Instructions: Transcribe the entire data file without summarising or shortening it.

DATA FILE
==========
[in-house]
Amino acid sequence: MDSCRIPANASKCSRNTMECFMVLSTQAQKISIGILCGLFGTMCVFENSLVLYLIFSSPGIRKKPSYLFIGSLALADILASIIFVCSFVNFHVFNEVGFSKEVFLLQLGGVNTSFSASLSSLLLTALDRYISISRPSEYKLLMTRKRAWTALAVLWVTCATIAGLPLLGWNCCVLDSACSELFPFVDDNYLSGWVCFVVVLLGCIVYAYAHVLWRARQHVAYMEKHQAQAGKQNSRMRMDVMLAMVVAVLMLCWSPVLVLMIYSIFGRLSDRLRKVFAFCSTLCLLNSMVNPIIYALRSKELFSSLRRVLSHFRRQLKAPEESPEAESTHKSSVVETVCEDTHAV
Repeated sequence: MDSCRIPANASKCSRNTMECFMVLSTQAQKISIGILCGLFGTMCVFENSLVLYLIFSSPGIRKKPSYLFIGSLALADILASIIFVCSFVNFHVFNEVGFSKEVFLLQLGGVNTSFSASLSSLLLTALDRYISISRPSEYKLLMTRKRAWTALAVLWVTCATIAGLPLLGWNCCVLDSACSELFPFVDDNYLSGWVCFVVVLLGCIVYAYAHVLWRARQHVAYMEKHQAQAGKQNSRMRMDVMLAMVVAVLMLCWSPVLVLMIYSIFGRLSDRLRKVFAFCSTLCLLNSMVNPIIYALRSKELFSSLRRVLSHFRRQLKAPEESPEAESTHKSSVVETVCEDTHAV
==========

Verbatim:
[in-house]
Amino acid sequence: MDSCRIPANASKCSRNTMECFMVLSTQAQKISIGILCGLFGTMCVFENSLVLYLIFSSPGIRKKPSYLFIGSLALADILASIIFVCSFVNFHVFNEVGFSKEVFLLQLGGVNTSFSASLSSLLLTALDRYISISRPSEYKLLMTRKRAWTALAVLWVTCATIAGLPLLGWNCCVLDSACSELFPFVDDNYLSGWVCFVVVLLGCIVYAYAHVLWRARQHVAYMEKHQAQAGKQNSRMRMDVMLAMVVAVLMLCWSPVLVLMIYSIFGRLSDRLRKVFAFCSTLCLLNSMVNPIIYALRSKELFSSLRRVLSHFRRQLKAPEESPEAESTHKSSVVETVCEDTHAV
Repeated sequence: MDSCRIPANASKCSRNTMECFMVLSTQAQKISIGILCGLFGTMCVFENSLVLYLIFSSPGIRKKPSYLFIGSLALADILASIIFVCSFVNFHVFNEVGFSKEVFLLQLGGVNTSFSASLSSLLLTALDRYISISRPSEYKLLMTRKRAWTALAVLWVTCATIAGLPLLGWNCCVLDSACSELFPFVDDNYLSGWVCFVVVLLGCIVYAYAHVLWRARQHVAYMEKHQAQAGKQNSRMRMDVMLAMVVAVLMLCWSPVLVLMIYSIFGRLSDRLRKVFAFCSTLCLLNSMVNPIIYALRSKELFSSLRRVLSHFRRQLKAPEESPEAESTHKSSVVETVCEDTHAV